20: Poem for Calling Ghosts

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Poetry Prompt

Poetry Prompt

“Let’s start first with a question: What do you think about the imagination? Is it a place that you go in your mind to create new ideas freely? Is it a place you fear? Is it both?

Much of my belief in a shared, material imagination has to do with my belief in ghosts and a hope and horror that they really do exist.

Poems are special because they make a space, a real space, where we can call go [ghosts]. This place is a city called The Imagination. It is whatever you want it to be, half-hell, half-dreamworld, half-Paradise, half-light and ashes, but poems are the special things that make it real forever.

Let me ask you another question: Have you ever been there?”

—from Dorothy Lasky, “A Belief in Ghosts: Poetry and the Shared Imagination” (https://daily.jstor.org/a-belief-in-ghosts-poetry-and-the-shared-imagination/)

The Prompt:
Write a poem for calling ghosts. If you need more specifics, here are a few approaches:

+ Write an incantation or offering for summoning ghosts. Consider what forms of language are most likely to be heard, what forms of care, succor, sustenance you might provide. Is it dangerous to disturb these ghosts? What will happen if they don’t respond?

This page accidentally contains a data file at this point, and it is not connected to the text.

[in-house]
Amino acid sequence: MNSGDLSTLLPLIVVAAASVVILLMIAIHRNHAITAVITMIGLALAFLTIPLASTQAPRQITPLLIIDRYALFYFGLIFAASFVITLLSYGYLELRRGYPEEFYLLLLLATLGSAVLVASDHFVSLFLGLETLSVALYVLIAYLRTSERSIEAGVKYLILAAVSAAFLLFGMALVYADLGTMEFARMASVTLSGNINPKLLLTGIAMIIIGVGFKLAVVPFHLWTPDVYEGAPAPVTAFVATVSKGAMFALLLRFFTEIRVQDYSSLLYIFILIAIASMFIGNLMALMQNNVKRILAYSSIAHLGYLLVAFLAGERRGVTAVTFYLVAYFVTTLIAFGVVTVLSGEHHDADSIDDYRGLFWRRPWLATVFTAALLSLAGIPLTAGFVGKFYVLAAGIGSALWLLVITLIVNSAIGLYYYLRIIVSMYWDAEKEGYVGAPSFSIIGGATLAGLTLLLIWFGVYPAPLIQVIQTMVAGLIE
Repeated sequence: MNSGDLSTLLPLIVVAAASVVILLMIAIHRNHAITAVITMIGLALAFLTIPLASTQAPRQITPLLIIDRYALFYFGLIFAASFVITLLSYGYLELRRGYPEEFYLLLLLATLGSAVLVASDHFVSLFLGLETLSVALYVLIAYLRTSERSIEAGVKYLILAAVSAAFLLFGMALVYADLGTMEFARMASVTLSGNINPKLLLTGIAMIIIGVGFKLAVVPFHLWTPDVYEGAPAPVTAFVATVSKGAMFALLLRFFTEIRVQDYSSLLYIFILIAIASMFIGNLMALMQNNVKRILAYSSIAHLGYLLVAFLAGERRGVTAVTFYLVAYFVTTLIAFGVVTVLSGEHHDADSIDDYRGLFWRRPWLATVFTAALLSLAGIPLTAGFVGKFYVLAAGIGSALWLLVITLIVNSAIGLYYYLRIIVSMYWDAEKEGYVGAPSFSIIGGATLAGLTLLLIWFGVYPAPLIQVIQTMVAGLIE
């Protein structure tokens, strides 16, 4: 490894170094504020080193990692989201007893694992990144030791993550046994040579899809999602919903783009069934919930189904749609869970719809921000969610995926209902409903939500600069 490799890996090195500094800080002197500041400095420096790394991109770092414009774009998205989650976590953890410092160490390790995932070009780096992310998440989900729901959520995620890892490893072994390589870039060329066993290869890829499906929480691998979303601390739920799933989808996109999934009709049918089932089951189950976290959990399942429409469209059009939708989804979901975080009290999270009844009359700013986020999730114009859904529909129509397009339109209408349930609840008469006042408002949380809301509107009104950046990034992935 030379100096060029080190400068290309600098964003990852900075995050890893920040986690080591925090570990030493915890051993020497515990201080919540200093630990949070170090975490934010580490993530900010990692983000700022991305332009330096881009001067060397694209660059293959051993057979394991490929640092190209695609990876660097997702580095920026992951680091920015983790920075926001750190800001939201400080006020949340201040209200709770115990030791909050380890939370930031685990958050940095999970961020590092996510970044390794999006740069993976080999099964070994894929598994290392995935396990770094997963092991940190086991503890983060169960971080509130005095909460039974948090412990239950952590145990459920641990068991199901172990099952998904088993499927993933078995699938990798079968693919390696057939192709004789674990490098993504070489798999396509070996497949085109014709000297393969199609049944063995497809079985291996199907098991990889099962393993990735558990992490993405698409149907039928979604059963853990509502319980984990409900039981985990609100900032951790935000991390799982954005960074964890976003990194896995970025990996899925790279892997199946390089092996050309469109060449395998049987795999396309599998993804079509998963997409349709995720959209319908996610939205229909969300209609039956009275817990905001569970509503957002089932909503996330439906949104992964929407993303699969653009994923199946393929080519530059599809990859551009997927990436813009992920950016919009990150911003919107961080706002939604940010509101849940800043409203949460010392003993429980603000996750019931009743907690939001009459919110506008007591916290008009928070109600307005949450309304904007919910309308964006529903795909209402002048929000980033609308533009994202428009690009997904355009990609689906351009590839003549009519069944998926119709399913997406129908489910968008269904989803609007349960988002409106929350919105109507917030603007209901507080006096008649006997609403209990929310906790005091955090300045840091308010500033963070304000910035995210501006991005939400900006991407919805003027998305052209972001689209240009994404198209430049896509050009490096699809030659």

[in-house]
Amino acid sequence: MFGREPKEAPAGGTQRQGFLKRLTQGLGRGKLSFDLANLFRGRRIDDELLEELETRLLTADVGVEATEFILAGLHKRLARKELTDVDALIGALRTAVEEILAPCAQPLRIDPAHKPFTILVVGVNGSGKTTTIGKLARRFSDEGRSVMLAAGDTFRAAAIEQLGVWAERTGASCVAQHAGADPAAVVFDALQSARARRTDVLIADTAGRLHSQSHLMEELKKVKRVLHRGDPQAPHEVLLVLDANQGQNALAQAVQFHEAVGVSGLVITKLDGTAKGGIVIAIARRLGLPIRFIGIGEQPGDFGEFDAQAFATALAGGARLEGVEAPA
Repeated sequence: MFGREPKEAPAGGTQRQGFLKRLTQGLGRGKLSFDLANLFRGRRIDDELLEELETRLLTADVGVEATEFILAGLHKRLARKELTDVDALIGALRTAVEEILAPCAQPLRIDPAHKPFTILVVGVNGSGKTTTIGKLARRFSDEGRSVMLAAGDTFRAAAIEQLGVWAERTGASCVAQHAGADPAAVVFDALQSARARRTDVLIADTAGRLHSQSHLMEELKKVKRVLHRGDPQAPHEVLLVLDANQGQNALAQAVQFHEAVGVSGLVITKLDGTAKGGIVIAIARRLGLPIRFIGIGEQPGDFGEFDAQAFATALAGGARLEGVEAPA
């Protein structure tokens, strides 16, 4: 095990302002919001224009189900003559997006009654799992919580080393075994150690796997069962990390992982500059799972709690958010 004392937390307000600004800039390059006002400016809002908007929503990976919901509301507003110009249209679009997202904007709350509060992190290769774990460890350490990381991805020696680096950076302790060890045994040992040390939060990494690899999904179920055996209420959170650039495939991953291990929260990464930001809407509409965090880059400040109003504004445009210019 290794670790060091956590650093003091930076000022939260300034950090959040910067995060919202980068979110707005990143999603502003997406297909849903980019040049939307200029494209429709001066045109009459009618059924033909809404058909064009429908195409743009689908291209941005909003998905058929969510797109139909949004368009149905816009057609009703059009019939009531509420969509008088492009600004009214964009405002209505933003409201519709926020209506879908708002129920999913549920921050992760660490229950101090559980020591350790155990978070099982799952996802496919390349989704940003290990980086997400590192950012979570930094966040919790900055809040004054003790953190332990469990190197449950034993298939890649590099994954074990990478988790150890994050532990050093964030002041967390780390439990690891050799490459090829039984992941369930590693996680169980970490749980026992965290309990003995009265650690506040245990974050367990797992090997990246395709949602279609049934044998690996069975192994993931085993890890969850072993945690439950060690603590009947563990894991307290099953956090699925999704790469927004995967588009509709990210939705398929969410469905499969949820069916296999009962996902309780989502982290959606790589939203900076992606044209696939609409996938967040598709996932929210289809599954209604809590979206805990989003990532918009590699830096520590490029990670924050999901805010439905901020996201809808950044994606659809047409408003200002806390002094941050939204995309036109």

+ Write a dialogue poem in which you (or someone else) have a conversation with one or more ghosts. Consider whether the ghosts are intimates, distant relatives, or complete strangers, whether they call from the near present, the deep past, or some other time altogether.

+ Write a poem in which a ghost guides the speaker into another dimension or form of consciousness / being. As Lasky writes, make it “whatever you want it to be, half-hell, half-dreamworld, half-Paradise, half-light and ashes”; “make it real forever.”

+ Write a ghost story: a legend, a tall tale, a grift. Then, revise the poem so that it’s set in your current time and place. Use present tense.

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